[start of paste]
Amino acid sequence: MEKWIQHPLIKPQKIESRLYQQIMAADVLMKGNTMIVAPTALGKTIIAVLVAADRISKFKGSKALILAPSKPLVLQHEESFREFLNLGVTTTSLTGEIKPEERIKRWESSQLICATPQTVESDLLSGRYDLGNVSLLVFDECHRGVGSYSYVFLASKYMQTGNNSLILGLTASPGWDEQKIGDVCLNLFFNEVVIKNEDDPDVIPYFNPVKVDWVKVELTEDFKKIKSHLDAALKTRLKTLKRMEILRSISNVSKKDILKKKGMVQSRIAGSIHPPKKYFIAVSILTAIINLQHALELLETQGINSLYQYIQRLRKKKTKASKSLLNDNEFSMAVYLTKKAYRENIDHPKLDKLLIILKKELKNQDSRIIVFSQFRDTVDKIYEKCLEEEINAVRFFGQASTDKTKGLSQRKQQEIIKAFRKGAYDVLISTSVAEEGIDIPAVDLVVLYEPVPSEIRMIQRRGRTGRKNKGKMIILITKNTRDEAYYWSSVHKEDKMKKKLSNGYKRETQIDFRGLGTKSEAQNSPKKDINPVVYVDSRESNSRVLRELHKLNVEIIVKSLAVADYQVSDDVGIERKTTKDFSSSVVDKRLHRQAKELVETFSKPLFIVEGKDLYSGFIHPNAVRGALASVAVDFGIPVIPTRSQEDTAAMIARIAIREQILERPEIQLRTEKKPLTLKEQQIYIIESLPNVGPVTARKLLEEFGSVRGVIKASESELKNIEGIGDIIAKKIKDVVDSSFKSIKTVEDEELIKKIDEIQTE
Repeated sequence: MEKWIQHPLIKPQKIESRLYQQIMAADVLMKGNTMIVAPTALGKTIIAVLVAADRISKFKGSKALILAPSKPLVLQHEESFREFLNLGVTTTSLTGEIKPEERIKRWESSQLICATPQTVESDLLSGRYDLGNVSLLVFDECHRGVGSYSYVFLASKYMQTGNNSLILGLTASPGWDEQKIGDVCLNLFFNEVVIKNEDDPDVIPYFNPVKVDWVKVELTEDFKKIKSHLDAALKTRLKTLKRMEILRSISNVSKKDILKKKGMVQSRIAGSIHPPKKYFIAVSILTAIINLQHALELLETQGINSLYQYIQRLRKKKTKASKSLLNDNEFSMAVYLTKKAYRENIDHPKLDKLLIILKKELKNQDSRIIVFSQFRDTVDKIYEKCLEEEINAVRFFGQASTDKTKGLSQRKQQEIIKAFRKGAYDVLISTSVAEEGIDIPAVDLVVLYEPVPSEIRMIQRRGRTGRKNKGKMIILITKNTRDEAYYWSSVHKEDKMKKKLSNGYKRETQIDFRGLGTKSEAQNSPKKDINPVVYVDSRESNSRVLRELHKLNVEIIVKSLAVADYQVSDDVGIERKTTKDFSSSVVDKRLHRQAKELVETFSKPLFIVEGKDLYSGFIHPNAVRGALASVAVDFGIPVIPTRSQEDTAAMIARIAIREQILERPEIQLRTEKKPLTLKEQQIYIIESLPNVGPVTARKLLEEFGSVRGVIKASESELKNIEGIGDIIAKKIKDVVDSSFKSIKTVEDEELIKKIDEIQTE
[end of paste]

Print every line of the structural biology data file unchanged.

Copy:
Amino acid sequence: MEKWIQHPLIKPQKIESRLYQQIMAADVLMKGNTMIVAPTALGKTIIAVLVAADRISKFKGSKALILAPSKPLVLQHEESFREFLNLGVTTTSLTGEIKPEERIKRWESSQLICATPQTVESDLLSGRYDLGNVSLLVFDECHRGVGSYSYVFLASKYMQTGNNSLILGLTASPGWDEQKIGDVCLNLFFNEVVIKNEDDPDVIPYFNPVKVDWVKVELTEDFKKIKSHLDAALKTRLKTLKRMEILRSISNVSKKDILKKKGMVQSRIAGSIHPPKKYFIAVSILTAIINLQHALELLETQGINSLYQYIQRLRKKKTKASKSLLNDNEFSMAVYLTKKAYRENIDHPKLDKLLIILKKELKNQDSRIIVFSQFRDTVDKIYEKCLEEEINAVRFFGQASTDKTKGLSQRKQQEIIKAFRKGAYDVLISTSVAEEGIDIPAVDLVVLYEPVPSEIRMIQRRGRTGRKNKGKMIILITKNTRDEAYYWSSVHKEDKMKKKLSNGYKRETQIDFRGLGTKSEAQNSPKKDINPVVYVDSRESNSRVLRELHKLNVEIIVKSLAVADYQVSDDVGIERKTTKDFSSSVVDKRLHRQAKELVETFSKPLFIVEGKDLYSGFIHPNAVRGALASVAVDFGIPVIPTRSQEDTAAMIARIAIREQILERPEIQLRTEKKPLTLKEQQIYIIESLPNVGPVTARKLLEEFGSVRGVIKASESELKNIEGIGDIIAKKIKDVVDSSFKSIKTVEDEELIKKIDEIQTE
Repeated sequence: MEKWIQHPLIKPQKIESRLYQQIMAADVLMKGNTMIVAPTALGKTIIAVLVAADRISKFKGSKALILAPSKPLVLQHEESFREFLNLGVTTTSLTGEIKPEERIKRWESSQLICATPQTVESDLLSGRYDLGNVSLLVFDECHRGVGSYSYVFLASKYMQTGNNSLILGLTASPGWDEQKIGDVCLNLFFNEVVIKNEDDPDVIPYFNPVKVDWVKVELTEDFKKIKSHLDAALKTRLKTLKRMEILRSISNVSKKDILKKKGMVQSRIAGSIHPPKKYFIAVSILTAIINLQHALELLETQGINSLYQYIQRLRKKKTKASKSLLNDNEFSMAVYLTKKAYRENIDHPKLDKLLIILKKELKNQDSRIIVFSQFRDTVDKIYEKCLEEEINAVRFFGQASTDKTKGLSQRKQQEIIKAFRKGAYDVLISTSVAEEGIDIPAVDLVVLYEPVPSEIRMIQRRGRTGRKNKGKMIILITKNTRDEAYYWSSVHKEDKMKKKLSNGYKRETQIDFRGLGTKSEAQNSPKKDINPVVYVDSRESNSRVLRELHKLNVEIIVKSLAVADYQVSDDVGIERKTTKDFSSSVVDKRLHRQAKELVETFSKPLFIVEGKDLYSGFIHPNAVRGALASVAVDFGIPVIPTRSQEDTAAMIARIAIREQILERPEIQLRTEKKPLTLKEQQIYIIESLPNVGPVTARKLLEEFGSVRGVIKASESELKNIEGIGDIIAKKIKDVVDSSFKSIKTVEDEELIKKIDEIQTE